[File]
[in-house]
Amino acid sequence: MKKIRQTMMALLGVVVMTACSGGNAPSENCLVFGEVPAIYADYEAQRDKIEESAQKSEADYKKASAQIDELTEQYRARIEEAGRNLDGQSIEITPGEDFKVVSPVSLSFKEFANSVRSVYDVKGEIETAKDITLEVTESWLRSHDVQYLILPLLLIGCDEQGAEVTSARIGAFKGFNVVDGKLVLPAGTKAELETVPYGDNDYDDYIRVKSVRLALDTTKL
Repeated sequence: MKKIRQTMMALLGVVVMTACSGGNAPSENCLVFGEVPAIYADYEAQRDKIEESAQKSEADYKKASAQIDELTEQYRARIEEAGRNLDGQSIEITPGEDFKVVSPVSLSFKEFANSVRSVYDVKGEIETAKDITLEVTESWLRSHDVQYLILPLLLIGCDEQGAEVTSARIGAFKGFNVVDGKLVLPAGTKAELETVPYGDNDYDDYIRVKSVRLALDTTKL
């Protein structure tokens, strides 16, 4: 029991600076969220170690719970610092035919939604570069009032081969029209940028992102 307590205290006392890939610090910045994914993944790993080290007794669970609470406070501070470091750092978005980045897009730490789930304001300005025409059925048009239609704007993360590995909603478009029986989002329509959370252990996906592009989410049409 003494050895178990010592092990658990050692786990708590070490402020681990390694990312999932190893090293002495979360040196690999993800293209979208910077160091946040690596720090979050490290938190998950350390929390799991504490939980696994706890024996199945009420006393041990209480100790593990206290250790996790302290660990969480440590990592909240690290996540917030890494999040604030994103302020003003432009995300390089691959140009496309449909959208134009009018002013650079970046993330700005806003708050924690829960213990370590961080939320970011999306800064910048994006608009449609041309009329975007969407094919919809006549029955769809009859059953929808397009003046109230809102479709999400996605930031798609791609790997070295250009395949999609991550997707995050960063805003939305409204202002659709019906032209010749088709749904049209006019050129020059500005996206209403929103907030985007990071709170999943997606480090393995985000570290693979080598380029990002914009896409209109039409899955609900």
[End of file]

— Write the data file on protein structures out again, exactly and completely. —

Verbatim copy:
[in-house]
Amino acid sequence: MKKIRQTMMALLGVVVMTACSGGNAPSENCLVFGEVPAIYADYEAQRDKIEESAQKSEADYKKASAQIDELTEQYRARIEEAGRNLDGQSIEITPGEDFKVVSPVSLSFKEFANSVRSVYDVKGEIETAKDITLEVTESWLRSHDVQYLILPLLLIGCDEQGAEVTSARIGAFKGFNVVDGKLVLPAGTKAELETVPYGDNDYDDYIRVKSVRLALDTTKL
Repeated sequence: MKKIRQTMMALLGVVVMTACSGGNAPSENCLVFGEVPAIYADYEAQRDKIEESAQKSEADYKKASAQIDELTEQYRARIEEAGRNLDGQSIEITPGEDFKVVSPVSLSFKEFANSVRSVYDVKGEIETAKDITLEVTESWLRSHDVQYLILPLLLIGCDEQGAEVTSARIGAFKGFNVVDGKLVLPAGTKAELETVPYGDNDYDDYIRVKSVRLALDTTKL
């Protein structure tokens, strides 16, 4: 029991600076969220170690719970610092035919939604570069009032081969029209940028992102 307590205290006392890939610090910045994914993944790993080290007794669970609470406070501070470091750092978005980045897009730490789930304001300005025409059925048009239609704007993360590995909603478009029986989002329509959370252990996906592009989410049409 003494050895178990010592092990658990050692786990708590070490402020681990390694990312999932190893090293002495979360040196690999993800293209979208910077160091946040690596720090979050490290938190998950350390929390799991504490939980696994706890024996199945009420006393041990209480100790593990206290250790996790302290660990969480440590990592909240690290996540917030890494999040604030994103302020003003432009995300390089691959140009496309449909959208134009009018002013650079970046993330700005806003708050924690829960213990370590961080939320970011999306800064910048994006608009449609041309009329975007969407094919919809006549029955769809009859059953929808397009003046109230809102479709999400996605930031798609791609790997070295250009395949999609991550997707995050960063805003939305409204202002659709019906032209010749088709749904049209006019050129020059500005996206209403929103907030985007990071709170999943997606480090393995985000570290693979080598380029990002914009896409209109039409899955609900």